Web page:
Czech Church slams Prague cardinal inclusion in 'dirty dozen'

The Catholic Church in the Czech Republic on Friday protested against the inclusion of the archbishop of Prague in a "dirty dozen" list of potential papal candidates accused of protecting paedophile priests or making offensive public statements.

Clergy sex abuse victims published the list on Wednesday, citing a dozen cardinals from across the world.

The US-based Survivors Network of those Abused by Priests, or SNAP, cited Prague archbishop Dominik Duka over his claim that only 10 percent of accusations against priests were proven.

"Cardinal Duka is in no way a man who would cover things up," the Prague archbishopric said in a statement.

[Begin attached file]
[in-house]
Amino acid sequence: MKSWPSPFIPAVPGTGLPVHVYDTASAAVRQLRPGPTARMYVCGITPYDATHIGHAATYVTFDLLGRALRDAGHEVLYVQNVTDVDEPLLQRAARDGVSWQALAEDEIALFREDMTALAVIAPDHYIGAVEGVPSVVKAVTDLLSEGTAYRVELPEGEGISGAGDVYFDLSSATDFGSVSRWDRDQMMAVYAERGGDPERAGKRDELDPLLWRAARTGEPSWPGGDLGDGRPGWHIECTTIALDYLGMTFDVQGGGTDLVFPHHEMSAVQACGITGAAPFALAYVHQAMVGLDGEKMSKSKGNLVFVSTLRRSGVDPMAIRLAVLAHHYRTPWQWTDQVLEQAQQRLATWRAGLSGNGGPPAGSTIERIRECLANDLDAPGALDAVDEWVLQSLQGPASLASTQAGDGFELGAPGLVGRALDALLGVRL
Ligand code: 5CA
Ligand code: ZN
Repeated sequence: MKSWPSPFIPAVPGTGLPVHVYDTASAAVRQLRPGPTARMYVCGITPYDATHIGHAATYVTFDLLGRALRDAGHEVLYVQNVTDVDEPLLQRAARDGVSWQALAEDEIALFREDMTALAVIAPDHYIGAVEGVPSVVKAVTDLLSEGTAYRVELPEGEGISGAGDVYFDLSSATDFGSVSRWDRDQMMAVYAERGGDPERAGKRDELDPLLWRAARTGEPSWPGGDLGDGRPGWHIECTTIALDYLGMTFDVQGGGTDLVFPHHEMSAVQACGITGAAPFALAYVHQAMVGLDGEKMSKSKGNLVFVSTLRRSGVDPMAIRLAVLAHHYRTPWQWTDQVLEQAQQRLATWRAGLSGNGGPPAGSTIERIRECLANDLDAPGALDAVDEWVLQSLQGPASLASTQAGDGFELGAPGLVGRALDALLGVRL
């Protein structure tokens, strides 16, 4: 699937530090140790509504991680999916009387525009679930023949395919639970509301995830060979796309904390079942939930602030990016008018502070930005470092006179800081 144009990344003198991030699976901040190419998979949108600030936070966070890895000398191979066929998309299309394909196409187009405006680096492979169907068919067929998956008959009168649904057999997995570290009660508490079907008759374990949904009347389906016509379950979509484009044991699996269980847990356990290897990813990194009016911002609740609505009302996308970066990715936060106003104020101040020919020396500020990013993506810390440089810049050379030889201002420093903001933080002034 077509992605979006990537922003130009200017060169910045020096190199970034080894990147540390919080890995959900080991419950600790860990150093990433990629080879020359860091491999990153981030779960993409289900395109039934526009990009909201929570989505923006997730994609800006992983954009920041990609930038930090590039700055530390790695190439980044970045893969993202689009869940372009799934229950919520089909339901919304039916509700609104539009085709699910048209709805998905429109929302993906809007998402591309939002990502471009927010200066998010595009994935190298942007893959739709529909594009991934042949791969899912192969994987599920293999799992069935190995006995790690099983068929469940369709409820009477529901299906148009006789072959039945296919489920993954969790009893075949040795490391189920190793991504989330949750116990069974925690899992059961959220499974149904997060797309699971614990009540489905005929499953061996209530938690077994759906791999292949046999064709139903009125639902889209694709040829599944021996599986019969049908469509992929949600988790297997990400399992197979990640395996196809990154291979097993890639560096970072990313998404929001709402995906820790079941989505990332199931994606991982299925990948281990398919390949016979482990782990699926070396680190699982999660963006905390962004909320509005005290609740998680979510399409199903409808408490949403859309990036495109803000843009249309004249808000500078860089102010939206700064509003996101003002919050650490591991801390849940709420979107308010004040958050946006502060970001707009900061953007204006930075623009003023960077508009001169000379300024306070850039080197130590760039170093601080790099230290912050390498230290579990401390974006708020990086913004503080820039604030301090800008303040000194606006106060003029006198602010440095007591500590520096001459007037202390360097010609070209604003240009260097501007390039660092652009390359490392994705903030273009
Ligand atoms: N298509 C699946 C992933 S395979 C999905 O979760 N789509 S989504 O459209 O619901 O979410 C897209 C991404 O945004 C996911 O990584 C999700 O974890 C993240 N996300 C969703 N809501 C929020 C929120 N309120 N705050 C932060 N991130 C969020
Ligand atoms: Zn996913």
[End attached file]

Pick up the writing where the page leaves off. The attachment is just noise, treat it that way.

"But he has made it clear that the abuse problem is not only a matter for the Catholic Church but of society as a whole," it said.

The statement said the criticism of Duka was "unfounded" and "comes at a time when media are extremely interested in cardinals' meetings because of the upcoming conclave to choose a new pope, and cardinals who are not at home and have pledged reticence cannot defend themselves."

"Cardinal Duka has always insisted... on supporting all steps that will prevent abuses," it added.

It also pointed out that church schools were not allowed under the Communist regime in the former Czechoslovakia between 1948 and 1989, when most abuse cases are believed to have occurred in the world.

"Paradoxically, the church here steered clear of the problem thanks to Communism," it said.